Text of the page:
Microsoft’s loss may be Seattle basketball fans’ gain.
Steve Ballmer’s going to need to do something in his retirement besides mow the lawn at his Hunts Point mansion. He’s also clearly been bitten by the pro sports bug, after nearly winning an NBA franchise for Seattle over the last year.
Hedge fund manager Chris Hansen was the face of the Seattle basketball campaign but Ballmer was clearly the lead investor and sure to be the most passionate member of the ownership group Hansen assembled.
Hansen’s “local boy who loved the Sonics” image has been tainted by revelations of his political skulduggery, to undermine Sacramento’s effort to hold onto its NBA team.
That opens the door for Ballmer to take a more prominent role in the campaign to bring a team to Seattle. Perhaps Ballmer will buy out Hansen’s stake and take over the effort after the transition is sorted out in Redmond.
Ballmer would be a force in the league. Not just because he’d be the wealthiest owner, but because of the rare combination of personal skills and analytical capabilities that have enabled him to steadily grow Microsoft sales and profits, if not its stock price and stature in consumer computing.
Perhaps Ballmer would also pursue an arena on the Eastside, closer to his home, rather than the complex and controversial commercial real estate venture anchored by an arena that Hansen is trying to assemble in Seattle’s industrial zone.
Who knows – maybe Ballmer could even take over Paul Allen’s sports franchises in Seattle and Portland if Allen decides to move on. Ballmer’s been spotted visiting Seahawks offices.
Of course that’s not why Ballmer suddenly announced today his plans to retire from Microsoft, his beloved adopted child and the place he has spent most of his life.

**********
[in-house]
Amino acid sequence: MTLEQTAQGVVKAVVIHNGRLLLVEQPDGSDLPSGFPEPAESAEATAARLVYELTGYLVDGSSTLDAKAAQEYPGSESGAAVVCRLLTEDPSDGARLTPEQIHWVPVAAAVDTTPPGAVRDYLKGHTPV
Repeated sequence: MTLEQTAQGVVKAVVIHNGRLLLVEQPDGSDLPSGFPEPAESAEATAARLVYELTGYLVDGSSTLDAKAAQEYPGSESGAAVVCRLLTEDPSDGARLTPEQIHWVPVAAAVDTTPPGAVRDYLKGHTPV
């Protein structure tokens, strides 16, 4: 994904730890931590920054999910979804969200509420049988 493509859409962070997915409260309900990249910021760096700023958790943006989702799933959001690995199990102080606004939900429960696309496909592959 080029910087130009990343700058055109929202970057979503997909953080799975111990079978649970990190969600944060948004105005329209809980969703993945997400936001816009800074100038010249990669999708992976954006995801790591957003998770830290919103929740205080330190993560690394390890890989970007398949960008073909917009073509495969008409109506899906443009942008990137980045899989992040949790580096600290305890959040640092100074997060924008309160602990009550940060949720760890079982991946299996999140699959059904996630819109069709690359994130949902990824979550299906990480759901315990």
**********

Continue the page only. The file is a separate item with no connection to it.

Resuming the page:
But having another gig lined up may have made it easier for Ballmer to accept and expedite his departure. He made it clear today that he’ll be doing something significant and he’s staying in the Seattle area.
“I always knew I’d want to have one more chapter of my life beyond Microsoft,” he told my colleague, Janet Tu.
It would also be nice to hear about Ballmer directing more his considerable energy and $16.8 billion in personal wealth toward philanthropy, following the path of Bill Gates. Ballmer’s already made major contributions to Overlake Medical Center and Harvard but he’s generally kept his charitable activity private. That may change as Ballmer and his aides work to shape his post-Microsoft legacy.
Ballmer’s hometown of Detroit could also use a little help from a math whiz and reorganization expert with time on his hands.
My guess, though, is that in the near term Seattle basketball fans will be the biggest beneficiaries of Ballmer 2.0.